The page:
I know that sounds ridiculous when I talk about it now, but I think that’s one of the reasons I felt weird about sharing this experience. That, and the whole talking to dead people thing.
In the week after his death, I used my tarot cards and the help of a third-party psychic to communicate with him. Because of these things, I feel like I’m coping much better with his passing than I might have otherwise.
I know that my grandpa was in tremendous pain. I felt his relief when it ended. I know that he was anxious about dying and reconnecting with my grandma (he was very religious) because he got remarried soon after her death. I know Grandma doesn’t feel replaced and is stoked to be with her husband again. I know that she was there to help him cross over and may very well have been the voice I heard in my head that night.
Knowing these things helps me to appreciate the beautiful and necessary role that death plays in the ongoing process of life. So, yes, I am sad. But I’m also happy.
Never Say Die
My grandpa was a lucky man who lived a solid 85 years in good health up until his final few months. Boxes of old photos prove his years were filled with laughter, family and friends. As kids, my brother and I remember Grandpa biting our cheeks (really just rubbing his whiskers on our faces and making Cookie Monster Noises), bringing us toys from garage sales and grilling hamburgers shaped like dogs.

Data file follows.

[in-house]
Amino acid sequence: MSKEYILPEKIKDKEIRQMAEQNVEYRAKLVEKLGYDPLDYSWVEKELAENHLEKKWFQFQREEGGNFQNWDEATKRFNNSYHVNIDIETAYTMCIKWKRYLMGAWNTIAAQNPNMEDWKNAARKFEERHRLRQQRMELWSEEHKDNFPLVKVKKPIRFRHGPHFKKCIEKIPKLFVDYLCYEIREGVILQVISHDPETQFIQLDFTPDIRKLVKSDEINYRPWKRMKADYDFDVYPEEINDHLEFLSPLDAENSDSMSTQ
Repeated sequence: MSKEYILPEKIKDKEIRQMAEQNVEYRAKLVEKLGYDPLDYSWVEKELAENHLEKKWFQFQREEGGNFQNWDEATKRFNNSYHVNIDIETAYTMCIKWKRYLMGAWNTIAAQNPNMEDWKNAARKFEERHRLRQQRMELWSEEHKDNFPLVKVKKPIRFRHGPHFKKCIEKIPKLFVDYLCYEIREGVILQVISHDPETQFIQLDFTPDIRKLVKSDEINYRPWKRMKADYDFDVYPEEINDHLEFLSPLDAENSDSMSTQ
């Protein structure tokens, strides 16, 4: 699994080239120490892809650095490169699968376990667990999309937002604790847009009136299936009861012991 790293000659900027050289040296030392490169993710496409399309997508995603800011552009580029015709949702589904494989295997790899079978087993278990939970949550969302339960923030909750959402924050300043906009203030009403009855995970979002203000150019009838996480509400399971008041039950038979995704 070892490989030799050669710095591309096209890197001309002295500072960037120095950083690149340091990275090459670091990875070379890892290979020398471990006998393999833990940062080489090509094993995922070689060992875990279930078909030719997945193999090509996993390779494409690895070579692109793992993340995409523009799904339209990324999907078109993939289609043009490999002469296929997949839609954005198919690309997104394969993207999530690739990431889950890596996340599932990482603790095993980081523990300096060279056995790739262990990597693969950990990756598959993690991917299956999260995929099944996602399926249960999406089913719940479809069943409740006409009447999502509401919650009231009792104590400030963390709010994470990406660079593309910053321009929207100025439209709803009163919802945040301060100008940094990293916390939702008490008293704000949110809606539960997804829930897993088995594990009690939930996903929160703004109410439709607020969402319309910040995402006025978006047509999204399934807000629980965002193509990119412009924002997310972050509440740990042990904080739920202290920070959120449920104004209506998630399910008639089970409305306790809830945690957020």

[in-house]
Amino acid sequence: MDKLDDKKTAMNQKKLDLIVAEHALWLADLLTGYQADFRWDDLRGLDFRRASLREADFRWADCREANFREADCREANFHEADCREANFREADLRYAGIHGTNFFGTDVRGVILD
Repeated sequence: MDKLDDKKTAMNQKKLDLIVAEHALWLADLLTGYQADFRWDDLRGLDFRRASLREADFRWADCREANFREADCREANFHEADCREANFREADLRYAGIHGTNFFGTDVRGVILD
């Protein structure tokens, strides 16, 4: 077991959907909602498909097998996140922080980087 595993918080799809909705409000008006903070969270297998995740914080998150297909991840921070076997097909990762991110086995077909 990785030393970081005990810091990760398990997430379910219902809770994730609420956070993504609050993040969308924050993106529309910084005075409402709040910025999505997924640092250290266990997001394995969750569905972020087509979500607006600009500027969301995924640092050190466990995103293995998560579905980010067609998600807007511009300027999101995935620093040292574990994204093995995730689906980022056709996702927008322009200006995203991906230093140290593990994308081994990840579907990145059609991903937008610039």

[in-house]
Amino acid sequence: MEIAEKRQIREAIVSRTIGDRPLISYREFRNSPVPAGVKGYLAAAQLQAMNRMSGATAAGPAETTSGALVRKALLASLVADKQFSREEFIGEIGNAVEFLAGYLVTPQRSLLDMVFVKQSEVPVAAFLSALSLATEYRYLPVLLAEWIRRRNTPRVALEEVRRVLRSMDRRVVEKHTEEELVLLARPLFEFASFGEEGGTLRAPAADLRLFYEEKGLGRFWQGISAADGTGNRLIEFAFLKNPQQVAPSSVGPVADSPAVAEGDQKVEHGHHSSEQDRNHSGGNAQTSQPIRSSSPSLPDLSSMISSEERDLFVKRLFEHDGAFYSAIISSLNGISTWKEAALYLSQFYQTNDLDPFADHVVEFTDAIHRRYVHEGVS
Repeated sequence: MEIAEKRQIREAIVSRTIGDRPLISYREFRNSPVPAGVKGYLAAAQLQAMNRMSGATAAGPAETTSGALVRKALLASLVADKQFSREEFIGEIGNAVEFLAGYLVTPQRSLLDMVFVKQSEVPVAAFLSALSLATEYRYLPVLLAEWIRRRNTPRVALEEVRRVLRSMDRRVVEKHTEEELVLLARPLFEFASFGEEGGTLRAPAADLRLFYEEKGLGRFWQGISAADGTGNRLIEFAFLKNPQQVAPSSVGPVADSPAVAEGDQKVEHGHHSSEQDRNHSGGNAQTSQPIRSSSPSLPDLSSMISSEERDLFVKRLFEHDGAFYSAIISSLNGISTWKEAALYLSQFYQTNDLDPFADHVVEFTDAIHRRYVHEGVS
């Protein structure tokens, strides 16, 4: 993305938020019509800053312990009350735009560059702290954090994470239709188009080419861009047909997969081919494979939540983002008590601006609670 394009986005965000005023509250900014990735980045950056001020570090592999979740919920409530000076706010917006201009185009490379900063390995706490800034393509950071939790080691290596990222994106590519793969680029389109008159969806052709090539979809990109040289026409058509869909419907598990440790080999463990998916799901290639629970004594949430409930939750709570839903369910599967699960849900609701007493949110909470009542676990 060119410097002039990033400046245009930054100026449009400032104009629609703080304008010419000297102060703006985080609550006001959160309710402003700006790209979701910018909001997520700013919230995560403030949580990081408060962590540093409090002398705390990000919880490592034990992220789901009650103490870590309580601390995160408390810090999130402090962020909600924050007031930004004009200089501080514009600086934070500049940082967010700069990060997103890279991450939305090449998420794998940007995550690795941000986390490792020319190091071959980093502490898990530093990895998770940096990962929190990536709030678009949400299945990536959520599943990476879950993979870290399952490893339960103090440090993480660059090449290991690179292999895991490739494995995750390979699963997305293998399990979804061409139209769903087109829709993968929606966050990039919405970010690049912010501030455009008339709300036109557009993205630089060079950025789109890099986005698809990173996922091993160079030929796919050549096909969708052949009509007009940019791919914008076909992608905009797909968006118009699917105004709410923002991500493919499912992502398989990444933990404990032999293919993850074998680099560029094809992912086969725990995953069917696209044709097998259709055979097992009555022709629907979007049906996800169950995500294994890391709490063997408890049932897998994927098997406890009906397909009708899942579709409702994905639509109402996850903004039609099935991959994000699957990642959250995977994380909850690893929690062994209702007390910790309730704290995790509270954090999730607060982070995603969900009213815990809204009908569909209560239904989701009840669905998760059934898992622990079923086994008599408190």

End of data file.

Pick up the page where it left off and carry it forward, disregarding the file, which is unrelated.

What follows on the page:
My favorite memory of him was from March, 2008, when my best friend and I crashed at his house after seeing R.E.M. and the Beastie Boys headline a music festival on a Seminole Reservation in the Florida Everglades. He greeted us cheerfully when we arrived somewhere between 1 and 3 a.m. and took us out to breakfast the next morning. Before we left to drive back to New Jersey (without stopping to sleep again), he checked the tires of my car to make sure they were safe for the trip home. A+ on the grandpa duties.
My point it, Grandpa had a good run. You know a guy lived right when he’s got friends from FOURTH GRADE at his memorial service.
So back to that quote I started this off with…
A couple weeks before Grandpa died, I saw Tim Barry open for Brian Fallon at a tiny place called Crossroads in Garwood, NJ.
Before going into, “Church of Level Track,” Tim shared stories of riding freight trains because it scared the shit out of him and encouraged everyone in the crowd to find what scares them and chase after it. “Don’t be afraid to die,” he declared in conclusion, “be afraid of not living.”
Everyone dies. We don’t have any choice about that. With the exception of cases of suicide, none of us knows when or how it’s going to happen. This is a fact I always try to keep in mind. You never know when you’re never going to see someone again.